Windows manager

Windows manager

Sharing work-arounds on IE, outlook 98

My RECENT series of three columns revealed problems and fixes for the Web cache in Microsoft's Internet Explorer 3.0 and 4.0. Since that time, readers have contributed lots of new infor-mation which I'll share with you today.

Reader Brad Freeman reports that he had to redo several Web pages to work around a different Explorer bug. When visitors tried to jump to named anchors on his state agency's Web site, the browser ignored the request when the page with the anchor wasn't in Explorer's cache.

Combined with Explorer's habit of randomly deleting pages from its cache, this would cause Explorer to sometimes refuse to jump even to an anchor on a page currently being viewed.

In an unrelated problem Mike Whitenton, of Sub Systems, had to deal with customers whose copy of Explorer 4.0 crashed whenever the customers clicked a form on their Web site containing a single-line drop-down list. The click was occurring just before the form completely filled up with several dozen entries generated by a database. Whitenton solved the problem by enclosing the list in a table. Presto! Now the list is not displayed until the drop-down form is fully loaded - end of problem. To request sample HTML code for the fix, send e-mail to with the subject "Please send code".

Other woes

Reader Steve Alpert writes that if you tell Explorer your home page is an HTML file on your own Windows NT machine (and only NT), you can't save the size and position of the Explorer window. Yep, that's irritating.

I noted a different NT problem in my April 22 column. Reader Michael Markus recommended changing Explorer 4.0's cache file location from C:\WinNT\Profiles\User\Temporary Internet Files to C:\WinNT\Temporary Internet Files, which is Explorer 3.0's default. This prevents tens of megabytes of cache files from swapping from drive to drive when NT users "roam".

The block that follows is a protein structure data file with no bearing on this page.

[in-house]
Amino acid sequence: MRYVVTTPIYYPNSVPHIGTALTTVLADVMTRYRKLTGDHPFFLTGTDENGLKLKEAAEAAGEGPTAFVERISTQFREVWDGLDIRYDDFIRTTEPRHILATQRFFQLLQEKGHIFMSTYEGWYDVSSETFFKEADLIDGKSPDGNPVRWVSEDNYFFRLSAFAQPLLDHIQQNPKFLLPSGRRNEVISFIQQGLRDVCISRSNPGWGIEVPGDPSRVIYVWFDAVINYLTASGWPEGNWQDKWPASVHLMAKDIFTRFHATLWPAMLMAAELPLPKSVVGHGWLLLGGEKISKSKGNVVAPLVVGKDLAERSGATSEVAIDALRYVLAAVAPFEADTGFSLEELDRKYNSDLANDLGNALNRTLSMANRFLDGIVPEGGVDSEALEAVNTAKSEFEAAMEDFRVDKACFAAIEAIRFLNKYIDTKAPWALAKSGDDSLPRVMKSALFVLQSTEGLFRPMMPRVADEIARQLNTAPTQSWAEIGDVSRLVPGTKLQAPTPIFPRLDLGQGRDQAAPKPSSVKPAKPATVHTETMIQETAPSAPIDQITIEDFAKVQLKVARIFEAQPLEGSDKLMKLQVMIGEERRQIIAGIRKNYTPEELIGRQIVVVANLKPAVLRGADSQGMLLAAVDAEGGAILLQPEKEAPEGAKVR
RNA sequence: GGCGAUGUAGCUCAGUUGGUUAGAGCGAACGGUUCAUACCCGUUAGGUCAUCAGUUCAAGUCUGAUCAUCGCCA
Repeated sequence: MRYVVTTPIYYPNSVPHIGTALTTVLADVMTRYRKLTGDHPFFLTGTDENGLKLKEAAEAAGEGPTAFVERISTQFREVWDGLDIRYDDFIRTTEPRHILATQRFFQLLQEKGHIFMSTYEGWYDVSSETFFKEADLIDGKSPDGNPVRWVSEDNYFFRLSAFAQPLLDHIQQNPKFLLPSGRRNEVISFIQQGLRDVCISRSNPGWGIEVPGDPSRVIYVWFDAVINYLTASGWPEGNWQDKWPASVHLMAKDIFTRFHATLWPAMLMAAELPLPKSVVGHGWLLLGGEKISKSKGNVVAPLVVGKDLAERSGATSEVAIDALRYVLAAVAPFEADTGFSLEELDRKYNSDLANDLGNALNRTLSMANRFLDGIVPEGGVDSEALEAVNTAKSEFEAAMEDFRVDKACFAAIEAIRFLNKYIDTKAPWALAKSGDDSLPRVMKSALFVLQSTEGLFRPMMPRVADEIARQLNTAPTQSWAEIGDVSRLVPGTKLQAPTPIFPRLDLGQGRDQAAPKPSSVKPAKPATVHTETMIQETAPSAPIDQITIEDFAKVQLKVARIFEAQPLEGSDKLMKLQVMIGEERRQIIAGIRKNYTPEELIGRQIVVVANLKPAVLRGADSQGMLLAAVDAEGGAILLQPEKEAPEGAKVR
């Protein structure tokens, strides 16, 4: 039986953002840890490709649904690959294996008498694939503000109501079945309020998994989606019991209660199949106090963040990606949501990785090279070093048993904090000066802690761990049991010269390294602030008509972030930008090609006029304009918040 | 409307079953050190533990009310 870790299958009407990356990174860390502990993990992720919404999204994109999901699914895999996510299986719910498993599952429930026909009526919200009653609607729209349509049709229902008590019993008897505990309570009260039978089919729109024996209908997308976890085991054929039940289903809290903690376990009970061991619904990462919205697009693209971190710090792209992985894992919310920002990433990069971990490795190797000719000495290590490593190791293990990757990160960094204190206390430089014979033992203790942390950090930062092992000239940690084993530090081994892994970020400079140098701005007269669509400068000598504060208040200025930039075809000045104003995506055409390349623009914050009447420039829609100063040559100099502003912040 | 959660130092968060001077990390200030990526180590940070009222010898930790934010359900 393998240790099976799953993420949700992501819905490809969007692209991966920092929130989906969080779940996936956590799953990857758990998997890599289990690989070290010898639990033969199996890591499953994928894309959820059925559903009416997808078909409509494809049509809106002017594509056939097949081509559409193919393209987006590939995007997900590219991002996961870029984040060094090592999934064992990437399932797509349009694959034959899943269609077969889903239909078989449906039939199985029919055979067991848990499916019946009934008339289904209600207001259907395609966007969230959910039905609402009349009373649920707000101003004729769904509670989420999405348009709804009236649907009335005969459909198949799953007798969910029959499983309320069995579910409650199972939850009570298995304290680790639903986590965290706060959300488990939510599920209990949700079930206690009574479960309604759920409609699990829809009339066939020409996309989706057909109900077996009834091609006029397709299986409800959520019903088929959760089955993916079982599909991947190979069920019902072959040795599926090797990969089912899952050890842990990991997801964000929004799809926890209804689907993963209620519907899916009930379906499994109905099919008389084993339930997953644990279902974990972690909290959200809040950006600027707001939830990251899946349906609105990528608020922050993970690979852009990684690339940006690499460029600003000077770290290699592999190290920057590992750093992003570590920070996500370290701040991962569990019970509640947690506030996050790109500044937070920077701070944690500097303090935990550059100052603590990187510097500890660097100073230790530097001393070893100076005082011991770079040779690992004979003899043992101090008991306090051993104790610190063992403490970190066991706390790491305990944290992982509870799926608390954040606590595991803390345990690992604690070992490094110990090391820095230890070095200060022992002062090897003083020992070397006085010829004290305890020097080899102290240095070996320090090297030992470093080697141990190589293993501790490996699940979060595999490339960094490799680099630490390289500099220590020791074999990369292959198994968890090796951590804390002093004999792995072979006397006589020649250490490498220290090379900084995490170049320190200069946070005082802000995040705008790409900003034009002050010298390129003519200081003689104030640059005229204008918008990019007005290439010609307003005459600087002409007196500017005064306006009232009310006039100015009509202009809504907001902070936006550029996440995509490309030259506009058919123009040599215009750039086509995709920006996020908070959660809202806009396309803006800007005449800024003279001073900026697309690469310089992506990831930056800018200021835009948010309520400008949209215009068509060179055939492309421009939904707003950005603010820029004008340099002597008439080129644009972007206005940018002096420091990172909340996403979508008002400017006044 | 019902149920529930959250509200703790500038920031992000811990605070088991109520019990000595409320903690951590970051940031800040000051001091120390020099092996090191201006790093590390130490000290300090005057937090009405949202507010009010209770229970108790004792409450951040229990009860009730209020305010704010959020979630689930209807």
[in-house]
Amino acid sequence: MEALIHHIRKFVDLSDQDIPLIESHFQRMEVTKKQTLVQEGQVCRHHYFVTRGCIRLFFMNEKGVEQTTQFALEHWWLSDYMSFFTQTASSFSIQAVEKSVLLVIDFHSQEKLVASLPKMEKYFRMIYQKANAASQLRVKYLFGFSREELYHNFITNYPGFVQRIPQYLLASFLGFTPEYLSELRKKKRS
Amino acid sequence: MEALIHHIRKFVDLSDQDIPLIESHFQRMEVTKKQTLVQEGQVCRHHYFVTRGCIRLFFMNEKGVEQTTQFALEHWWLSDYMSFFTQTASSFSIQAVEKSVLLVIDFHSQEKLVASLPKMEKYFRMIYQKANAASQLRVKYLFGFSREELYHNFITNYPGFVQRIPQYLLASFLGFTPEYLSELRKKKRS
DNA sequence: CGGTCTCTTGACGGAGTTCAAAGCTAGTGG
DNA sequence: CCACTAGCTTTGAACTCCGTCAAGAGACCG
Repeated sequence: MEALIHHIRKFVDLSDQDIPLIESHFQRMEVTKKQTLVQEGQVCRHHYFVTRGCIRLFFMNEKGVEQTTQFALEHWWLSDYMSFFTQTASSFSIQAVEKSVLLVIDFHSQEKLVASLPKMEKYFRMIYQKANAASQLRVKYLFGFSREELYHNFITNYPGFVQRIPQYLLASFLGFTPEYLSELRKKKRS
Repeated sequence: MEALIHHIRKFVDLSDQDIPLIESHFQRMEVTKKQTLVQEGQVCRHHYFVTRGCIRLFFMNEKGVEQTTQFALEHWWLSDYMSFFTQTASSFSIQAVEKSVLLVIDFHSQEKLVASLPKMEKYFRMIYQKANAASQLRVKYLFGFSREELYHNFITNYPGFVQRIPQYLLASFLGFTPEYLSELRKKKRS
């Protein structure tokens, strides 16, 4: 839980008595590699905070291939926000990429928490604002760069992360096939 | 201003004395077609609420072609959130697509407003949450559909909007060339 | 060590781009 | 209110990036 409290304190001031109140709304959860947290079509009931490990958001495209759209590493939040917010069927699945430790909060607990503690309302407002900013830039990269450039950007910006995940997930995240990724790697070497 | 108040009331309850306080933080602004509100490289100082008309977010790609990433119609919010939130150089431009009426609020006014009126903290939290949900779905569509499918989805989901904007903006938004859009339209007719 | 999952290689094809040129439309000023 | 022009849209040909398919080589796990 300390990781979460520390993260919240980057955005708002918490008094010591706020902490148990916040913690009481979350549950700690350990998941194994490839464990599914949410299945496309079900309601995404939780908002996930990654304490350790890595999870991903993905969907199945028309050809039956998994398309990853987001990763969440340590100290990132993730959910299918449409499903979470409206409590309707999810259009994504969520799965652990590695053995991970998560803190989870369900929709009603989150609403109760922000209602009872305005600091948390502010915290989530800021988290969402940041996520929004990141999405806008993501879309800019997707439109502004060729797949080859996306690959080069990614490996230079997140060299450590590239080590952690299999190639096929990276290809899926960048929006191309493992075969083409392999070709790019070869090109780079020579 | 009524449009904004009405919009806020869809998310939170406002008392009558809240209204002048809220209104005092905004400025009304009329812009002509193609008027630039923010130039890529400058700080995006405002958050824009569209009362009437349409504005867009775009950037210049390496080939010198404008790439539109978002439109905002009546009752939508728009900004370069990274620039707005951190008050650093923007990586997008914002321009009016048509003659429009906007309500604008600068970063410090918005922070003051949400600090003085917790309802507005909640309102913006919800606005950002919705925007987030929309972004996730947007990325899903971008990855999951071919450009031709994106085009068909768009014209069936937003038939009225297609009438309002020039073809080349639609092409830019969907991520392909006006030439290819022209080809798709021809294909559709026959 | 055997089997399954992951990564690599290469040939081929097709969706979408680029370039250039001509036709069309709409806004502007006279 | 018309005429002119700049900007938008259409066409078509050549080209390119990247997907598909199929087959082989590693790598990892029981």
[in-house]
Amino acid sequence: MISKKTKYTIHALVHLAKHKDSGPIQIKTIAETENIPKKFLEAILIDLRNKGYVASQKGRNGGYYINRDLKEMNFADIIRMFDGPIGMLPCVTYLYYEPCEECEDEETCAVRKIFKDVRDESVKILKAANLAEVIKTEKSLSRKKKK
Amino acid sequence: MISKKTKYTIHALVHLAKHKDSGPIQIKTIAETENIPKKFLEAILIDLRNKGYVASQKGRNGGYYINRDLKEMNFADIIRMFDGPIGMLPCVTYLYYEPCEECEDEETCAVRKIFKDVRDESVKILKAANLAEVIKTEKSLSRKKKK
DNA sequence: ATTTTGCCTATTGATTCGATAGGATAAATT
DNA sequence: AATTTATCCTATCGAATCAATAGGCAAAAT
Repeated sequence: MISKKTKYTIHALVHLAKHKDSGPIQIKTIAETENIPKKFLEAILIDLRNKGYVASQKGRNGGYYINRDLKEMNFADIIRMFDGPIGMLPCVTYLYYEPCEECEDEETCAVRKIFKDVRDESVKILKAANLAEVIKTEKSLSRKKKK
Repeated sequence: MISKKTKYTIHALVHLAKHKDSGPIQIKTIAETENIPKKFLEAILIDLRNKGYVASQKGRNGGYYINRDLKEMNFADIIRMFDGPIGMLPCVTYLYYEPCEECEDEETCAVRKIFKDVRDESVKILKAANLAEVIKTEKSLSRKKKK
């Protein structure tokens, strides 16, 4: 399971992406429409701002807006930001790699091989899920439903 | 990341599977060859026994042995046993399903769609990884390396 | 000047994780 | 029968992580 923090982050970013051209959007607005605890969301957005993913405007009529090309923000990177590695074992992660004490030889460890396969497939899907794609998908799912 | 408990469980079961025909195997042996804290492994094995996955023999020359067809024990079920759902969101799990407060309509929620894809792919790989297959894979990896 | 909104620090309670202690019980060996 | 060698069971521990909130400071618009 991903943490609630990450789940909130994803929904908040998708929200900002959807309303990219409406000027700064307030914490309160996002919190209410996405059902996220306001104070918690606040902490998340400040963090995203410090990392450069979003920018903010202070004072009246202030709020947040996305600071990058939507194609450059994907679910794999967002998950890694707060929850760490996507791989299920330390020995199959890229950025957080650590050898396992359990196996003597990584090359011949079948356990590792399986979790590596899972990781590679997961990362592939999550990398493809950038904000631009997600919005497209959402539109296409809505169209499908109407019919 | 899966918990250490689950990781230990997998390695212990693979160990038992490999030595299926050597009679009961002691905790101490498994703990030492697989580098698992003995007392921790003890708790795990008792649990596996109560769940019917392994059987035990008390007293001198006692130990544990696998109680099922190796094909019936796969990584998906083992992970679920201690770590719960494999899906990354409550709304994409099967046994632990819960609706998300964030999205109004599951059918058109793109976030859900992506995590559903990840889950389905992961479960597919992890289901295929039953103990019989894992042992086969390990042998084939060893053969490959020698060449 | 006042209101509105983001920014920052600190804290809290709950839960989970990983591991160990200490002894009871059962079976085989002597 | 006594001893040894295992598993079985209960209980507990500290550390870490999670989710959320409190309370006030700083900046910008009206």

I pointed out that you need to delete the unwanted files and folders and restart NT. But reader David States emphasises that you must remove the files from every machine users roamed to. If you don't, the data flood pours right back in, and it continues to move with you whenever you log in afterward.

In addition to the cache bug I have written about during the last two months, reader Randy Piplica has been dealing with a bloated History bug. Clearing your History and Temporary Internet Files using Explorer's View, Internet Options menu item doesn't reduce the index files for these caches to 8KB (Explorer 3.0) or 16KB (Explorer 4.0). Instead, these indexes grow larger and larger, slowing down Explorer significantly, especially when opening pages that contain frames or Java.

Piplica recommends Wizard Systems' TweakIE, a $US5 program you download from www. TweakIE clears these files for you and also fixes other bugs. For example, moving the Temporary Internet Files folder from your C drive to regain space can actually cause Explorer to maintain two identical caches.

TweakIE enables you to pick any location. I haven't tested it, so I'm interested in hearing your results.

Finally, reader David Pincus relates a way to improve Netscape Navigator's cache. He used Version 3.04, and reduced his Disk Cache to zero and increased his Memory Cache to more than 1MB.

Going back to a previously viewed page became much faster, presumably because RAM is faster than disk space. Sounds reasonable to me.

Outlook loses feature

In other Internet-related news, reader Anil Dash, of Winformation, was the first to report to me that Microsoft's new Outlook 98 e-mail client has actually lost a major feature supported by Outlook 97.

This is the Import/Export feature that maps fields from data sources like personal information managers into the fields Outlook uses. The feature worked in Outlook 97 and even in Betas 1 and 2 of Outlook 98, then disappeared.

Microsoft explains that the conversion feature, licensed from DataViz, is no longer available but Microsoft is working with DataViz on a fix. In the meantime, you can use a cumbersome manual mapping work-around that is described at Livingston is the co-author of several best selling Windows books, including the most recent Windows 95 Secrets (IDG Books). Send tips to He regrets that he cannot answer individual questions.

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